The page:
I have some blue noise in a circle points i generated by using mitchell’s best candidate algorithm, but when generating candidates, i made sure they were all in a circle before doing the rest of the logic (aka i used rejection sampling inside of MBC). I also made it not calculate distances toroidally, since wrap around doesn’t make sense in this context. The points are also generated in [-1,1] instead of the usual [0,1].

For details of Mitchell’s best candidate algorithm check out my blog post: Generating Blue Noise Sample Points With Mitchell’s Best Candidate Algorithm

Below is that list of points I generated. These blue noise points are progressive, meaning that if you use the first N, regardless of what N is, you will have blue noise. So, this supports up to 64 samples, or any lower number of samples.

const vec2 BlueNoiseInDisk[64] = vec2[64]( vec2(0.478712,0.875764), vec2(-0.337956,-0.793959), vec2(-0.955259,-0.028164), vec2(0.864527,0.325689), vec2(0.209342,-0.395657), vec2(-0.106779,0.672585), vec2(0.156213,0.235113), vec2(-0.413644,-0.082856), vec2(-0.415667,0.323909), vec2(0.141896,-0.939980), vec2(0.954932,-0.182516), vec2(-0.766184,0.410799), vec2(-0.434912,-0.458845), vec2(0.415242,-0.078724), vec2(0.728335,-0.491777), vec2(-0.058086,-0.066401), vec2(0.202990,0.686837), vec2(-0.808362,-0.556402), vec2(0.507386,-0.640839), vec2(-0.723494,-0.229240), vec2(0.489740,0.317826), vec2(-0.622663,0.765301), vec2(-0.010640,0.929347), vec2(0.663146,0.647618), vec2(-0.096674,-0.413835), vec2(0.525945,-0.321063), vec2(-0.122533,0.366019), vec2(0.195235,-0.687983), vec2(-0.563203,0.098748), vec2(0.418563,0.561335), vec2(-0.378595,0.800367), vec2(0.826922,0.001024), vec2(-0.085372,-0.766651), vec2(-0.921920,0.183673), vec2(-0.590008,-0.721799), vec2(0.167751,-0.164393), vec2(0.032961,-0.562530), vec2(0.632900,-0.107059), vec2(-0.464080,0.569669), vec2(-0.173676,-0.958758), vec2(-0.242648,-0.234303), vec2(-0.275362,0.157163), vec2(0.382295,-0.795131), vec2(0.562955,0.115562), vec2(0.190586,0.470121), vec2(0.770764,-0.297576), vec2(0.237281,0.931050), vec2(-0.666642,-0.455871), vec2(-0.905649,-0.298379), vec2(0.339520,0.157829), vec2(0.701438,-0.704100), vec2(-0.062758,0.160346), vec2(-0.220674,0.957141), vec2(0.642692,0.432706), vec2(-0.773390,-0.015272), vec2(-0.671467,0.246880), vec2(0.158051,0.062859), vec2(0.806009,0.527232), vec2(-0.057620,-0.247071), vec2(0.333436,-0.516710), vec2(-0.550658,-0.315773), vec2(-0.652078,0.589846), vec2(0.008818,0.530556), vec2(-0.210004,0.519896) );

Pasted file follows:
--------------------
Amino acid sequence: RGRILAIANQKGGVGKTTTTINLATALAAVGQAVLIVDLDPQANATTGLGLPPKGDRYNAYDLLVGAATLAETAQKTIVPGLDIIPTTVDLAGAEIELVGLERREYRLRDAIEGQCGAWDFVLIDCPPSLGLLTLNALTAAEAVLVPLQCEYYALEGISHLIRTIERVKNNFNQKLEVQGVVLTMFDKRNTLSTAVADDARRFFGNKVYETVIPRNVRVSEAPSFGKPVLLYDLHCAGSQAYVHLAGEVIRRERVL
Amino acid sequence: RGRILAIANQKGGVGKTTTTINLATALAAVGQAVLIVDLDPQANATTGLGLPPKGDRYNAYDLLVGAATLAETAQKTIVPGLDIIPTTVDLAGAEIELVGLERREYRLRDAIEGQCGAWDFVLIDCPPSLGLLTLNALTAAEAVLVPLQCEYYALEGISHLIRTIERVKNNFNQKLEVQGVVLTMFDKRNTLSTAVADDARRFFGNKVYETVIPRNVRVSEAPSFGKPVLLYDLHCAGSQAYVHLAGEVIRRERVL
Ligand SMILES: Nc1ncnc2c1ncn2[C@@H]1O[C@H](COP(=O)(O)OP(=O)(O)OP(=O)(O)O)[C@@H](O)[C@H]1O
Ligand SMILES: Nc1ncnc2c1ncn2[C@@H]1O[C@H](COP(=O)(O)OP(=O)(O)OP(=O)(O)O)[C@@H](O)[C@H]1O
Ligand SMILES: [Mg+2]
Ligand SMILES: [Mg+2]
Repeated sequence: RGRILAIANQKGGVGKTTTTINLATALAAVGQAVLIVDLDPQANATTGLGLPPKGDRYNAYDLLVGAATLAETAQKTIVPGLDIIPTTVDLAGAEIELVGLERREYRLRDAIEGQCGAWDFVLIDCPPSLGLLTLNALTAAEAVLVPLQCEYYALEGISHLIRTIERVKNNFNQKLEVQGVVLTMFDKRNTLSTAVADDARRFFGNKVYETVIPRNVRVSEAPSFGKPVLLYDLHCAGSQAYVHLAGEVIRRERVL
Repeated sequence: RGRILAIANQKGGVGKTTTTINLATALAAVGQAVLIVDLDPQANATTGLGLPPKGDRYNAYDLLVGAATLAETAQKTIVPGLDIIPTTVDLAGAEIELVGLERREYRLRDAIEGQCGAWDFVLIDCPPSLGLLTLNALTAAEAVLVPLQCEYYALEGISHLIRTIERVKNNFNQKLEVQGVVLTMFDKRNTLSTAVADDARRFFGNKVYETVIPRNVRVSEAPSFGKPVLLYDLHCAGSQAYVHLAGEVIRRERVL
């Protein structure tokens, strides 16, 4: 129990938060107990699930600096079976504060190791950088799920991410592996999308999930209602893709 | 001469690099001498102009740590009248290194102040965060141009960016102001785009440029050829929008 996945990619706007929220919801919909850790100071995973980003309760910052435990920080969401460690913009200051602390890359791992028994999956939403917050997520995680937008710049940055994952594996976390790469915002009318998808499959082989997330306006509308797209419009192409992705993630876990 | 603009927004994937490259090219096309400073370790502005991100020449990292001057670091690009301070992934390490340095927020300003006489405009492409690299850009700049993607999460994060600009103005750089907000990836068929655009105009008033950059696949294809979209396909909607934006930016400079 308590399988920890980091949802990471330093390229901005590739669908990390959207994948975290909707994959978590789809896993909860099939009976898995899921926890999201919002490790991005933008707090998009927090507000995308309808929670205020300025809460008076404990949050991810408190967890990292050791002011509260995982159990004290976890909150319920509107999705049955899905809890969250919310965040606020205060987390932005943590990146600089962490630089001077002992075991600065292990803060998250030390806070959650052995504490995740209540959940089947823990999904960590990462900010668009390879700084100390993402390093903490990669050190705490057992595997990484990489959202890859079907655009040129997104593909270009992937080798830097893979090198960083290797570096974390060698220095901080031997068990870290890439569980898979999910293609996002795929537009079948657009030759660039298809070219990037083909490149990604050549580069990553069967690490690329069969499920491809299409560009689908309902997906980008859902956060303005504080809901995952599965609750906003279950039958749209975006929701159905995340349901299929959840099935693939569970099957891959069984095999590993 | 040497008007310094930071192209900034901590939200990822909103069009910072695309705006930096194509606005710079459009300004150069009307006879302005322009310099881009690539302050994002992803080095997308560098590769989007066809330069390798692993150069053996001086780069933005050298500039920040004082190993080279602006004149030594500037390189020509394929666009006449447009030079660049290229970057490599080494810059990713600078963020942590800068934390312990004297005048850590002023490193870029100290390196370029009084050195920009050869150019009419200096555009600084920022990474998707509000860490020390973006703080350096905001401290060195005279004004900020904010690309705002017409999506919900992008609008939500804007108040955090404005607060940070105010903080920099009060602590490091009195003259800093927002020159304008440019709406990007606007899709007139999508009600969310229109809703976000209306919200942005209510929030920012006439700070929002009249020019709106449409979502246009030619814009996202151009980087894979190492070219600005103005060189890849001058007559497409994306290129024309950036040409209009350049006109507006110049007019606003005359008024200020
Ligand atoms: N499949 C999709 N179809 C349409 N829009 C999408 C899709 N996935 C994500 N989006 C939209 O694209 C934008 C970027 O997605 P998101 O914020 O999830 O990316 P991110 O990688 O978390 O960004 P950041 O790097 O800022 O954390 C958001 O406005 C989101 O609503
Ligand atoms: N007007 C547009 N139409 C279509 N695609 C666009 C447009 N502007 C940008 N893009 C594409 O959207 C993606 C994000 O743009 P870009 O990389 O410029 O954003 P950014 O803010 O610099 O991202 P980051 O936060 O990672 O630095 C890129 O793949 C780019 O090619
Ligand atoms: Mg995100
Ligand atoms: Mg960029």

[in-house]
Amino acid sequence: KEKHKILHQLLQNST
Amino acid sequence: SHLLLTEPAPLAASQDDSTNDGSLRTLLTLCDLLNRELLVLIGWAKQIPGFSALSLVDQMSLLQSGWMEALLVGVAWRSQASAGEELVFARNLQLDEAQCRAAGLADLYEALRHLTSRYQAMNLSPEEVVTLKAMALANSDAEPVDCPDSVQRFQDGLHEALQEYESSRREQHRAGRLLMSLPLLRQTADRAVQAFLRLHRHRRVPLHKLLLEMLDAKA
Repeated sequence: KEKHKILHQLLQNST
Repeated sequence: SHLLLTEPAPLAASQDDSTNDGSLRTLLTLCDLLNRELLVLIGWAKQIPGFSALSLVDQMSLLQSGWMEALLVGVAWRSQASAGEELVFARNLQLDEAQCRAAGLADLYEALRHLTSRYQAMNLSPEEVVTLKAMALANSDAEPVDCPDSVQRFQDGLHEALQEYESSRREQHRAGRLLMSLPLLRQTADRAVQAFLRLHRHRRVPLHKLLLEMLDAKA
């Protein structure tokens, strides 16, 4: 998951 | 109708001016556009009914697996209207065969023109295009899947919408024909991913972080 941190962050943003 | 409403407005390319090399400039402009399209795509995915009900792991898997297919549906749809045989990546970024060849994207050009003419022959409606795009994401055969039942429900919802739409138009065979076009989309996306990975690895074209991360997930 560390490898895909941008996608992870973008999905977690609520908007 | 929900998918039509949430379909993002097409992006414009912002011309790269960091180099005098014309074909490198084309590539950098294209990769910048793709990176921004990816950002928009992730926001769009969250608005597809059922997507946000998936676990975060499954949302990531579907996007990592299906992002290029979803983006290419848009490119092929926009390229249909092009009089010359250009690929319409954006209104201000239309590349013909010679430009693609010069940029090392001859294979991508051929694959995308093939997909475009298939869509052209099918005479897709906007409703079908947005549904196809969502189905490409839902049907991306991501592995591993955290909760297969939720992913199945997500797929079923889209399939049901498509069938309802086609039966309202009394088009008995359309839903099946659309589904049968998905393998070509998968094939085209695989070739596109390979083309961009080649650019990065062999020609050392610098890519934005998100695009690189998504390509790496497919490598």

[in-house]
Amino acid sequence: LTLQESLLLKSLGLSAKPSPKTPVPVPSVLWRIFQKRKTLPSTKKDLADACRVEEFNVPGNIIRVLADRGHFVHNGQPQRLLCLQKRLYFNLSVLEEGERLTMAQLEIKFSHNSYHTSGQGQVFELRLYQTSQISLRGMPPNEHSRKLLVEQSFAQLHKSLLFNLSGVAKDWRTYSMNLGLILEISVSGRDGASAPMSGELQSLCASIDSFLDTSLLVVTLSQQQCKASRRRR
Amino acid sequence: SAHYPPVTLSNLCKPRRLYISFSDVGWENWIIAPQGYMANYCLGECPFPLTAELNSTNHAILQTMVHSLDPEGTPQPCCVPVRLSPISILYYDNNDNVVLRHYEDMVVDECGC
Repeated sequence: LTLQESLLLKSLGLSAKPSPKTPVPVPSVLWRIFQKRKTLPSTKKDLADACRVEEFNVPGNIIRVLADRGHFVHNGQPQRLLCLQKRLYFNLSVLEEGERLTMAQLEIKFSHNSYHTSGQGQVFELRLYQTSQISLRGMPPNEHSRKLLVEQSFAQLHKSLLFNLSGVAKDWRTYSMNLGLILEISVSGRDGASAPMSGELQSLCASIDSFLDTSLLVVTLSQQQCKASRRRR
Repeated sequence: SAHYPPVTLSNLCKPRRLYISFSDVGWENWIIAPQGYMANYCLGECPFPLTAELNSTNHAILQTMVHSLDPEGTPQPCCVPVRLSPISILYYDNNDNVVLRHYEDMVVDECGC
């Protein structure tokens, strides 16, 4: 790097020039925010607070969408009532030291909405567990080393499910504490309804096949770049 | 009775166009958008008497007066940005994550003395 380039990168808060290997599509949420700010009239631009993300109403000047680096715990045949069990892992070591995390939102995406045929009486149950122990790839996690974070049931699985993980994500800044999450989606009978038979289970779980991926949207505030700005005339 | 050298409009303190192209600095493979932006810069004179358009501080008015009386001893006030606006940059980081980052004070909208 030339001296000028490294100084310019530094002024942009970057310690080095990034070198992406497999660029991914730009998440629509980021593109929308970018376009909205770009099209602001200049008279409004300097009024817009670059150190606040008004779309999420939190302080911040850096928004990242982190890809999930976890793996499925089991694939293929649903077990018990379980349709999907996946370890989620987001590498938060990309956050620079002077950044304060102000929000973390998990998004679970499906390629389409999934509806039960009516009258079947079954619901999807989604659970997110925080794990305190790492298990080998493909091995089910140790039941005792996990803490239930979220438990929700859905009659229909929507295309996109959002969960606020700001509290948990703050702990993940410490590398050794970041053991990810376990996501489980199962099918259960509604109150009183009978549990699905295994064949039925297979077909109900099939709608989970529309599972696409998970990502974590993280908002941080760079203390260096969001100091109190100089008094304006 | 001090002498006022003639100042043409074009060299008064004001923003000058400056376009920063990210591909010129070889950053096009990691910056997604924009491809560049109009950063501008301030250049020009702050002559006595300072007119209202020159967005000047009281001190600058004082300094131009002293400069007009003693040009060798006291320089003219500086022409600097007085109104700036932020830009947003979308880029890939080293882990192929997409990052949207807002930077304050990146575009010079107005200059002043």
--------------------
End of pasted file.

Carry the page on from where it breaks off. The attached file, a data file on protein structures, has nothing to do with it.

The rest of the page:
Just doing that change, we get this strange result:

The problem is that every pixel is using the same blue noise sample sequence, and there are only 16 samples. That means there are 16 overlapping shadows for each sphere basically. Blue noise has done a good job in that those shadows are pretty different from each other, but the shadows aren’t good enough yet.

Now we need to bring in the second blue noise. We are going to tile a blue noise texture in screen space (you can get one here: http://momentsingraphics.de/BlueNoise.html), so that we can get a “blue noise random value” per pixel that is between 0 and 1. We are going to multiply that value by 2 * pi and use that as an angle for how to rotate our 2d blue noise samples.

Each pixel will have a different rotation amount, and each pixel will use a rotation that is very different from the rotation of neighboring pixels. This is due to blue noise textures having that property: pixel values are very different from neighbor pixel values.

A nice optimization here is that since all samples are being rotated by the same amount for a pixel, you can calculate the cosine and sine of the angle outside of the loop for shooting shadow rays, and just re-use them inside that loop for rotation.